Various fans recall awkward lavatory-related episodes. There was the time the lights were not working in the women’s facilities at Walsall’s Bescot Stadium for a game against Aston Villa – “We used our phone torch lights to see” – and a trip to Paris St-Germain in Women’s Champions League qualifying when the women’s lavatories in the away section were not even open. However, it is the reliance on “awful” portable lavatories at Arsenal and Chelsea’s Borehamwood and Kingsmeadow grounds respectively that is bemoaned just as strongly. At least West Ham have permanent lavatory structures.

Some fans seem to enjoy the rugged feel to these smaller grounds, such as Norwegian Kristoffer, who lives in London and has been a Manchester United fan since the 1990s. He says: “It’s a bit more intimate, it brings the fans closer to the players. It’s good compared to the big stadiums. I also like the ticket prices – that makes it possible for me as a Manchester United supporter to go to Manchester United matches.”

Andy Slater, who set up the women’s team fanzine “Barmy Article” in May 2021, was a men’s team season-ticket holder for 21 years until 2017 and adds: “As a men’s football fan, I’ve been to big, shiny stadiums, but as a women’s football fan I’ve been to grounds I would never have been to before, and I like that. But some of them are quite poor.

Andy sells the 'Barmy Article' fanzine on Sunday
Andy sells the 'Barmy Article' fanzine on Sunday - Tom Garry

“When you go to a top-of-the-WSL clash and there are porta-cabins for lavatories, it needs to be better, there’s no excuse. These clubs have the money to put basic facilities together.”

One female supporter says: “You can tell these grounds are geared up for men only.”

Fans’ messages for Sir Jim Ratcliffe – and Marc Skinner

Since Manchester United reformed their senior women’s side in 2018, the supporters’ club has grown from a nine-seater minibus to frequently needing an 88-seater double-decker coach for away games. They also took seven coaches to last May’s Women’s FA Cup final at Wembley.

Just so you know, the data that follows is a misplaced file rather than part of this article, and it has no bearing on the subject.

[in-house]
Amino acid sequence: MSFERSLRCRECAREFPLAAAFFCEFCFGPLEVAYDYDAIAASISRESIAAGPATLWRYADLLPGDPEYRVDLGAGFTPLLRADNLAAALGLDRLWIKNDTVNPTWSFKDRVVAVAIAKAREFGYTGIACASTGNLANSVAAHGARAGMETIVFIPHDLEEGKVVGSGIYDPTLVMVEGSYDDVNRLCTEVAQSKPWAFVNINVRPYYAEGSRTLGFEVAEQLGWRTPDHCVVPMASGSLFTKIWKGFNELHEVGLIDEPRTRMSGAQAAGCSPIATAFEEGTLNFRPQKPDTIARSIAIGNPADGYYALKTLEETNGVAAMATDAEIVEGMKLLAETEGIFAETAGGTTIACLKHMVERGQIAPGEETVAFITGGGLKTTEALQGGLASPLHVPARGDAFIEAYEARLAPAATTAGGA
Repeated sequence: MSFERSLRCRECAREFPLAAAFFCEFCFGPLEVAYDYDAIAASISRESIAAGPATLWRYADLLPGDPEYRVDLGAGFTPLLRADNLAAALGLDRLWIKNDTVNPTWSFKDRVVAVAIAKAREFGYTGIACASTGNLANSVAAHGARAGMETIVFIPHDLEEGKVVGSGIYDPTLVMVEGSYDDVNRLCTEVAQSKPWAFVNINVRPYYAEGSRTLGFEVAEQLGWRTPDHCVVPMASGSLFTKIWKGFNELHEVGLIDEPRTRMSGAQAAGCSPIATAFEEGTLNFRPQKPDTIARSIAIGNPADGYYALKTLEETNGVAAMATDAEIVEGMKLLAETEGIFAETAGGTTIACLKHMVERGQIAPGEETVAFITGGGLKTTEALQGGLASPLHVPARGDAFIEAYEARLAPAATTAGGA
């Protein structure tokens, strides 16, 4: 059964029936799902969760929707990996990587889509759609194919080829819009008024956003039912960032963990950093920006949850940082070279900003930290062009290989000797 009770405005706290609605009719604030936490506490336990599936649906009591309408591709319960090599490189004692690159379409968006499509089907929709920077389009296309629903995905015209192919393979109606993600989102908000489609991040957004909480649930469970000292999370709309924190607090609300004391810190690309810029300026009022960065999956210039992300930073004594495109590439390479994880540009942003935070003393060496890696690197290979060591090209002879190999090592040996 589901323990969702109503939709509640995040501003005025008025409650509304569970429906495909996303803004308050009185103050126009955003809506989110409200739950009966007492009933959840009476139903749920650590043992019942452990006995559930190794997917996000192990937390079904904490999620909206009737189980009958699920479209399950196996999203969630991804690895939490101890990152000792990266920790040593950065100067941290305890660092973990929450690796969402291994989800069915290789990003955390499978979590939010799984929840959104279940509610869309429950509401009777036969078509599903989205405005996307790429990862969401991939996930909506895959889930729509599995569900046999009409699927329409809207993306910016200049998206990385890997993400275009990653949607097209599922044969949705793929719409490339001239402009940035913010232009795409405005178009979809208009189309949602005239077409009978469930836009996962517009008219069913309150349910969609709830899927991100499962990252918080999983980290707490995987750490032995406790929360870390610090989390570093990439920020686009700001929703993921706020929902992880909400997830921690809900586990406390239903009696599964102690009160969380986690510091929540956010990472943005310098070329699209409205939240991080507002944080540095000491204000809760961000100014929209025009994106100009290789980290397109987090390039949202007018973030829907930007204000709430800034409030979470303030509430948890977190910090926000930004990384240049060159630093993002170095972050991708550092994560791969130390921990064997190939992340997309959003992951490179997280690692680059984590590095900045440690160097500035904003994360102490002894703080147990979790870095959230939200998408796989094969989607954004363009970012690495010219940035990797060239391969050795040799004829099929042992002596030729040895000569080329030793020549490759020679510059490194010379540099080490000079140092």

These fans feel, though, that the Glazers have not matched that rise in interest with enough attention on the women’s programme and so they have a clear message for new part-owner Sir Jim Ratcliffe.

Connor Roberts, who runs the All for United WFC podcast, has a simple plea: “Just invest. We’ve got a great team already, with so many good youngsters coming through, so please put a proper structure above the manager and really give it a go. because the foundations are there.”

Andy agrees, hoping for a team of women’s football specialists to get high-up, off-pitch roles, and says: “Put people in place who know what they’re doing. Let football people do football jobs.”

Ratcliffe has suggested that if he builds a new stadium for the men’s team, the women’s side could make Old Trafford their home. Zoe seems to sum up the general mood on that matter as she says: “I’d love that. There’s so much history at OT and such a legacy that I’d hate to see it disappear completely, for a potentially soulless rebuild, so if we could retain it and dedicate it to the women, that would be fantastic.”

A discussion topic where there is less universal agreement is the future of head coach Marc Skinner, whose contract expires at the end of the season.

Speaking before the game, Conner says: “It’s a tough one. You’re going to get divided opinions whoever you ask. My mind is pretty made up that it’s probably time for a change. I think a fresh start is probably best.”

One fan from Greater Manchester adds: “It’s the way he always talks about needing more investment, instead it should be about everyone feeling valued. You see players looking much happier on international duty. I think that comes down to him, a lot.”

Some Manchester United fans hold aloft 'Skinner Out' signs after the West Ham match
Some Manchester United fans hold aloft 'Skinner Out' signs after the West Ham match - Tom Garry

A group of fans brought handmade “Skinner Out” signs to the match, which was held aloft at full-time as the discontent grew. AJ from Wythensawe says: “We want the players to know we support them but we don’t support the manager anymore.”

Getting back on the coach after the game, three fans say, almost in unison: “He’s got to go.”

The coach certainly has to go and, after a debrief about the match, laughter provides the soundtrack for the five-hour journey back to the car park meeting point at Old Trafford.